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Hector Ramos
2,199 followers -
I fight for the developers.
I fight for the developers.

2,199 followers
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Hector's posts

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For the love of all that is holy, how the hell do I disable "added you to their circle" notifications? It's annoying to the point that I'm switching to using Outlook to check my Gmail.
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Made a little comic to celebrate the Google+'s new mascot. This one is for the kids! #mrjingles  
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Yearly "let's see if Google+ finally removed that annoying red badge from hell" check.

Oh shit, it's a damn bell now.
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2013-06-21
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Just checking up on Google+ after months of inactivity.

Well, look at that. I still can't turn off that notification badge that shows up whenever people add me to their circles.

It's been one year since they released this shitty social network, and I still can't get rid of that fucking badge.
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Intellectuals have a resposibility to educate the public. However,@EconRivera does the exact opposite in the chart she shares, attached, purporting to show how the US capitalist imperalists are actually taking money from Puerto Rico.

I have no argument with the numbers used on the the government transfer from the United States to Puerto Rico, which is the top half. I have not done the numbers myself, so I cannot tell you whether they are right or wrong, but I have no issue with it.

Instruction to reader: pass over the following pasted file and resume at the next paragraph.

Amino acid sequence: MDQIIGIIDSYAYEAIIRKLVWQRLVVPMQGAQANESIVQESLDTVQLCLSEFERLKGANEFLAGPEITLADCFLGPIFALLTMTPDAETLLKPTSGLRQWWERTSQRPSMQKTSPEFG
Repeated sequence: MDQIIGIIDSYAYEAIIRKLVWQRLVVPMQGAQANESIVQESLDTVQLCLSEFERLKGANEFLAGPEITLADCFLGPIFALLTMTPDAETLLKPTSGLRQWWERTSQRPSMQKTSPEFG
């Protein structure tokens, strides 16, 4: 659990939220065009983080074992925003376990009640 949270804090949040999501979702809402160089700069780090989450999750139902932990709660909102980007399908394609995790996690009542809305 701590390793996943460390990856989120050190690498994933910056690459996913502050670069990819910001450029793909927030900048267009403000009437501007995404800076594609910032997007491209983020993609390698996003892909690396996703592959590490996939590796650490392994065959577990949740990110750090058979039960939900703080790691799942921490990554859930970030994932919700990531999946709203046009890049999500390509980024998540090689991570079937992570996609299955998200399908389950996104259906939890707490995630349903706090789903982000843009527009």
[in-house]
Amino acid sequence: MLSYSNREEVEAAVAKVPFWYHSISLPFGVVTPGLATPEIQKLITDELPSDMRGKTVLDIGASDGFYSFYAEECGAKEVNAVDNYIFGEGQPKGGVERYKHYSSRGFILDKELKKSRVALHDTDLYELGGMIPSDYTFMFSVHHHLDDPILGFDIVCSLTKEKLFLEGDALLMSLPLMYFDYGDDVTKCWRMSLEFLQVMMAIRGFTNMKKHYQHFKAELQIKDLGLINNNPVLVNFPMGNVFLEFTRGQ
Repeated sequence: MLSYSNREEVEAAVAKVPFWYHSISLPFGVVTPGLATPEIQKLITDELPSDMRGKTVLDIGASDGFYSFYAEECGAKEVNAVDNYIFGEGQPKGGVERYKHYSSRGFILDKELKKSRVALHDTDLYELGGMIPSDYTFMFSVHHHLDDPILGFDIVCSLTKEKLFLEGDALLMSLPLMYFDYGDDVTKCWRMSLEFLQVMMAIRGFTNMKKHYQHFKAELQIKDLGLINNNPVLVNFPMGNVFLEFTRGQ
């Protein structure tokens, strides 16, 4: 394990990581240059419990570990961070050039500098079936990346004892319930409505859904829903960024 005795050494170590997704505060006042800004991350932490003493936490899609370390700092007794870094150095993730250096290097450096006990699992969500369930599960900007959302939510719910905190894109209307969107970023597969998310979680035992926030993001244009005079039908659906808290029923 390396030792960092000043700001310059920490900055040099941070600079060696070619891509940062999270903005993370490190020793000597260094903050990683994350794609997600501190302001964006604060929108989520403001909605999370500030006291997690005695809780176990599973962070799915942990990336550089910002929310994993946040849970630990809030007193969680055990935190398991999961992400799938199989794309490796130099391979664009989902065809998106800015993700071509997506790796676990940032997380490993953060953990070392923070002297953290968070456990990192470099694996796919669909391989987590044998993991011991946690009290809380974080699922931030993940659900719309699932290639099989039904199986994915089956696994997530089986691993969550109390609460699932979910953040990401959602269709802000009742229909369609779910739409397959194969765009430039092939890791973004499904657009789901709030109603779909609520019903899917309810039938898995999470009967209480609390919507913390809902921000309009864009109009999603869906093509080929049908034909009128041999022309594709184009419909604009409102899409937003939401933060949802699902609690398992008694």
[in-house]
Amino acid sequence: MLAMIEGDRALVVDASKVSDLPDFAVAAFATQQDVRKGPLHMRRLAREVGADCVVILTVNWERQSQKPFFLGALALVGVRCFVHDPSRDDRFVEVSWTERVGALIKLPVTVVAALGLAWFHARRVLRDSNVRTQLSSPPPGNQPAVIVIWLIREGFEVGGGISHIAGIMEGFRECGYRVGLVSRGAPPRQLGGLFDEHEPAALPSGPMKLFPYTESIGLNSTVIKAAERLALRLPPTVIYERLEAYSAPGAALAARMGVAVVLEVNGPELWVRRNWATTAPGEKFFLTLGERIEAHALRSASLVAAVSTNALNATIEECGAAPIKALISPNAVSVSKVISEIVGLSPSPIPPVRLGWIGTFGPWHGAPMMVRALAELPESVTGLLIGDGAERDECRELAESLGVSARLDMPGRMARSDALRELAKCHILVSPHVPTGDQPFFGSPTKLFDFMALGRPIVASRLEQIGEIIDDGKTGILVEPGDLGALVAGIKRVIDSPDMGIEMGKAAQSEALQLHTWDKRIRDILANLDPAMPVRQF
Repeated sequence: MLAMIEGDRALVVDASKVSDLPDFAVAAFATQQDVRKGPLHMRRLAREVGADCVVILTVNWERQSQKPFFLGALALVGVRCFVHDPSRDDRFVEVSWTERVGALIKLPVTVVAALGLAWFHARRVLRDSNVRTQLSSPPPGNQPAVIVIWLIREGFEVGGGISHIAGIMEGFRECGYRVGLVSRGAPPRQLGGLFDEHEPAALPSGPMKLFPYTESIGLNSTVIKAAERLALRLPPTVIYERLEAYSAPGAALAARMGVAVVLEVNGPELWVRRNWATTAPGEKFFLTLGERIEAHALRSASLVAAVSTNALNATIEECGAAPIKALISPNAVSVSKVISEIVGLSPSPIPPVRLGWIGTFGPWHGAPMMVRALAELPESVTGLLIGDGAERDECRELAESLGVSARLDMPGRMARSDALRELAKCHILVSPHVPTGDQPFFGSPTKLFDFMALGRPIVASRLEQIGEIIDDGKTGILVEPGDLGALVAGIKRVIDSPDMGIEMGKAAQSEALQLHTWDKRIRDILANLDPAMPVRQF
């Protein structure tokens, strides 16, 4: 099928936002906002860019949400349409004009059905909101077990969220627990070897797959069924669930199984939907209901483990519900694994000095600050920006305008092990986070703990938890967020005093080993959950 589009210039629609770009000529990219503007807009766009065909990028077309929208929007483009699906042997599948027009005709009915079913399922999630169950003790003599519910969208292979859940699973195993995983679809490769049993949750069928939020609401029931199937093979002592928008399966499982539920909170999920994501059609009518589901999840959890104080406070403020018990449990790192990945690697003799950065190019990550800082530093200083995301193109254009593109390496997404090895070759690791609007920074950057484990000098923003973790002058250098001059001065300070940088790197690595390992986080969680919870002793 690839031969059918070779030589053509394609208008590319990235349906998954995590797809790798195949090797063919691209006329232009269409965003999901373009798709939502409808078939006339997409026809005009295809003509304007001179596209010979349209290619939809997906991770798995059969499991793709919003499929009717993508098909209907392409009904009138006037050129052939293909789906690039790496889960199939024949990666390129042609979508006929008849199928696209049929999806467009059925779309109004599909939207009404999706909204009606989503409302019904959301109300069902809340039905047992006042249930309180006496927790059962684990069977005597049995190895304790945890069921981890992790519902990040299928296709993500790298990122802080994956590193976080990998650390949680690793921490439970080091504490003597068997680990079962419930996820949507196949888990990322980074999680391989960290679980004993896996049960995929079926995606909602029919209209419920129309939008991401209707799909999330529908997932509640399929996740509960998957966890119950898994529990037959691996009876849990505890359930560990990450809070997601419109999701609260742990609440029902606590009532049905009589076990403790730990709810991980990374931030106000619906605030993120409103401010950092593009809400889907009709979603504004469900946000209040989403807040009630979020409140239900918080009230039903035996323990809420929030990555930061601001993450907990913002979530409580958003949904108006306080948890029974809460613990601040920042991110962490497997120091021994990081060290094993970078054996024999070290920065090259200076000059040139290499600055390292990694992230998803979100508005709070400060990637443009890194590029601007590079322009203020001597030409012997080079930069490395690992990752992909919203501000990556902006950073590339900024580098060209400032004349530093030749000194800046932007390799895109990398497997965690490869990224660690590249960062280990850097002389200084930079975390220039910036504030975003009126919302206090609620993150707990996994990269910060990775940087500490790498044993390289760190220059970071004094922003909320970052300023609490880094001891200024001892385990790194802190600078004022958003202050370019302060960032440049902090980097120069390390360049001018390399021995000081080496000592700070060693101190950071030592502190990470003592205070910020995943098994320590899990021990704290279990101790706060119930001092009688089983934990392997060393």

The entire 2nd half is composed of blatant lies.

"Importaciones de Mercancia" refers to $22.6B in purchases that Puerto Ricans make with their income. Commerce is trade...you are exchanging your money for some good, such as computers, software, chickens, rice...whatever. You cannot use that in the same mathematical column as the stuff that is in the 1st half of the chart. A Pell grant check is not trade. The federal government is giving you a check so you can buy stuff, education in this case. Section 8 is not a trade. The federal government is giving you a check so you can buy stuff, housing in that case. And so on. What the chart tries to do is lull you into thinking that the money you use to purchase is being taken from you. This is false.

Let's move on. The "Rendimientos de Capital" mixes two very different numbers: One are "megatiendas", such as Wal-Mart, and the profits they make here. Shouldn't that be in the "Importaciones" category already? It probably is...I can only assume this is a mistake, but a small one. It does not matter. The real stunner is "fabricas", or the manufacturing plants, mostly in this case biopharmaceutical plants. $34B of extracted capital! Wow! Now, where does that money come from. It is the magic of transfer pricing, and I'll try to make this simple:

If you are taxed at 35% in the US mainland and 4% in Puerto Rico, you will try to move all your profits to Puerto Rico, where they will remain largely untaxed. That is exactly what companies do...many times they will assign the patents for biopharmaceutical products to Puerto Rico, and as the patent holder the Puerto Rico corporations have a right to a significant share of profits. Thus a pill that costs only $1 to make by, say, Pfizer in Puerto Rico could easily be sold by Pfizer Puerto Rico to Argentina for $50. Huge profits! Then Pfizer will move that money out of Puerto Rico for productive use worldwide. You see, those $49 did not come from your or my wallets as Puerto Rico residents. They are a result of an international tax strategy, all perfectly legal, that multinationals use to concentrate their profits in low-tax jurisdictions. Yet @EconRivera implies, and later explicitly tells me in a tweet, that this money comes out of our pockets. THIS IS A LIE.

Finally, she outlines $1.5B due to cabotage laws. OK, fine. Rounding error.

Incidentally, nowhere in this analysis does @EconRivera include the operating costs of the United States Postal Service, or the Coast Guard, or the fact that Puerto Ricans have access to the vast capital pools that create cheap FHA mortgage loans, etc. She also does not include the salaries paid to Puerto Ricans (over 80,000 jobs, down from twice that many a decade back) by multinational manufacturers. The list goes on.